Brian K. Do, M.D.

ophthalmologist in Tysons Corner

USC Roski Eye Institute / LA County Medical Center – Vitreoretinal Surgery
Icahn School of Medicine at Mount Sinai / New York Eye & Ear Infirmary of Mount Sinai – Uveitis & Ocular Immunology

Icahn School of Medicine at Mount Sinai

"I enjoy the challenge of identifying a patient’s vision-related problem—and then working through the treatment options to find the one that will address both their immediate medical issues and their longer-term quality of life concerns."

It is impressive that Dr. Brian Do has already achieved prominence in the subspecialty of identifying and treating many of the most commonly misdiagnosed inflammatory and infectious diseases of the eye. It is his study and management of Uveitis—a disease to which as much as 20% of blindness in the developed world is attributed—among other eye diseases that makes him one of the D.C. area’s few retinal practitioners with an expertise in treating various types of potentially vision-threatening conditions.

Prior to pursuing a career in medicine, Dr. Do completed his B.S. in Civil & Environmental Engineering at Cornell University before returning to his home state of New Jersey where he graduated from the Rutgers New Jersey Medical School with high honors. After completing an Internal Medicine internship at Weill Medical College of Cornell, he did his Ophthalmology residency and Uveitis & Ocular Immunology fellowship at The Icahn School of Medicine at Mount Sinai and the New York Eye & Ear Infirmary of Mount Sinai in New York City. He then completed his Vitreoretinal Surgery fellowship at the prestigious USC Roski Eye Institute of the Keck School of Medicine of USC in Los Angeles.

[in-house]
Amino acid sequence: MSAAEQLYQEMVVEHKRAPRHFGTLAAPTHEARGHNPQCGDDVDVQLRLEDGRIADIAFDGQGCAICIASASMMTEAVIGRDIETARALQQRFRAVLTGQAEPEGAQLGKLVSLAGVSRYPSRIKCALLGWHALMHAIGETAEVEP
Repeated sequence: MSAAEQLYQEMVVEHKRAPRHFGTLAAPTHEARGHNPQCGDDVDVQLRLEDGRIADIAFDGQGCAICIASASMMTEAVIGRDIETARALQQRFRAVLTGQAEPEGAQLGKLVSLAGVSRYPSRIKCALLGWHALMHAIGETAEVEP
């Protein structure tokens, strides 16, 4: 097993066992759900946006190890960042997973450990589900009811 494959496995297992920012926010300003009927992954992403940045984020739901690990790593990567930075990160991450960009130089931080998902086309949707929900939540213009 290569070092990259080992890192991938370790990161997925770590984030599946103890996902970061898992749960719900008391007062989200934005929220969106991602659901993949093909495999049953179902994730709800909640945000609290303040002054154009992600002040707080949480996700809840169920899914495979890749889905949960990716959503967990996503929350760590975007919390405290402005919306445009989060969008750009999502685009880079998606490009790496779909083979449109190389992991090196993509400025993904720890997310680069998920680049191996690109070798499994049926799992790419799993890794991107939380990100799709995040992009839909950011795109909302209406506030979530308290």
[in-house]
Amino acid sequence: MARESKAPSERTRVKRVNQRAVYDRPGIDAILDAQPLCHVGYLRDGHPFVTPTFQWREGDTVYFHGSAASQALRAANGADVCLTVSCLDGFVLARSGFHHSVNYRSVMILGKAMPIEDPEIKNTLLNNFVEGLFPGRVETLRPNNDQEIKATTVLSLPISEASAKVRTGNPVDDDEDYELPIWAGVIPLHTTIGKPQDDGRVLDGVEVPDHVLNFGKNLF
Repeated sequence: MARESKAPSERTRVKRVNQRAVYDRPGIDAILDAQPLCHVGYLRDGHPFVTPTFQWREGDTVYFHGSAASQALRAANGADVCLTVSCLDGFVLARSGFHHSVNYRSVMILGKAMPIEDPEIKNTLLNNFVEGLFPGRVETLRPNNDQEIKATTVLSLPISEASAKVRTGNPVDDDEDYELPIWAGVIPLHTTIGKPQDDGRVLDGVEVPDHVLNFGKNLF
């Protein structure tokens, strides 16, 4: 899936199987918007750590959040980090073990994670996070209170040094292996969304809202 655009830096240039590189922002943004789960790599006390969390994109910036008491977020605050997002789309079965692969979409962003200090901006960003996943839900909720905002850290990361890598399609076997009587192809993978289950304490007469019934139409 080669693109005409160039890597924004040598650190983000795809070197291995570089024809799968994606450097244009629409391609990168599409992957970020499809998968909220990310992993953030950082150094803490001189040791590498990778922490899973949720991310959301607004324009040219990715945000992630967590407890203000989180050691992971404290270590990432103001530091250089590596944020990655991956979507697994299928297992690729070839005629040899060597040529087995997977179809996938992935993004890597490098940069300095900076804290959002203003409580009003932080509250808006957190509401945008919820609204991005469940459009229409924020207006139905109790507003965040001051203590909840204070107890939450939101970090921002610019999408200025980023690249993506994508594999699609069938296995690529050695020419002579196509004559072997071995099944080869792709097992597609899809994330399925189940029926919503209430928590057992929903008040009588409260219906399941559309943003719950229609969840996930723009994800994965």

A frequent lecturer on Uveitis, Dr. Do has spoken at events hosted by several highly-respected organizations in the field—the Association for Research in Vision & Ophthalmology and the American Society of Retina Specialists among them—and most recently made a presentation at RGW’s Optometric Symposium in Washington, D.C. He has conducted research and co-authored articles published in prominent medical journals including Retinal Physician, Current Opinion in Ophthalmology and Ocular Immunology & Inflammation. He has also authored a number of textbook chapters on subjects ranging from ocular inflammatory diseases to retinal imaging.

Dr. Do is a member of the American Society of Retina Specialists (ASRS), the American Uveitis Society and the American Academy of Ophthalmology (AAO). He has received a variety of industry-related honors, including the Vit Buckle Society’s “Travel Grant Award” and the “Excellence in Teaching” Award presented by the Institute for Medical Education at the Icahn School of Medicine.

Office Locations

Chevy Chase, MD
Fairfax, VA
Tysons Corner, VA

Recent Media Appearances & Activities/Accomplishments

Seven RGW Physicians Among Area’s Best Ophthalmologists In Annual Washingtonian Magazine’s “Top Doctors” Listing As Chosen by Peers in the Medical Field

Seven RGW physicians were included among the Maryland-Virginia-D.C. area’s best ophthalmologists in the Washingtonian Magazine’s “Top Doctors” listing as chosen by their peers in the field. Dr. Mohammed K. Barazi, T. Mark Johnson, Reshma C. Katira, Aziz A. Khanifar, Eric S. Lee, Alex Melamud and Frank A. Spellman were the doctors named in the annual rankings.

Ophthalmology Retina Publishes RGW Results of Research Study on Preventative Measures for Intravitreal Injections to Reduce Risk of Endophthalmitis by Dr. Joshua D. Levinson & RGW Colleagues

The results of a research study on the timing of intravitreal injections to reduce the risk of Endophthalmitis—conducted by Dr. Joshua D. Levinson and several other RGW doctors—were published in a recent issue of Ophthalmology Retina. Working with co-authors Dr. Richard A. Garfinkel, Dr. Daniel M. Berinstein and Dr. Frank A. Spellman, Dr. Levinson analyzed the effect of different injection protocols on the incidence of Endophthalmitis, a potentially serious bacterial infection of the eye. The study concluded that the use of a lid speculum, a tool that helps keep the eyelids open during the procedure, and adjusting the timing of administering the antibiotics was associated with a seven-fold decrease in the infection.

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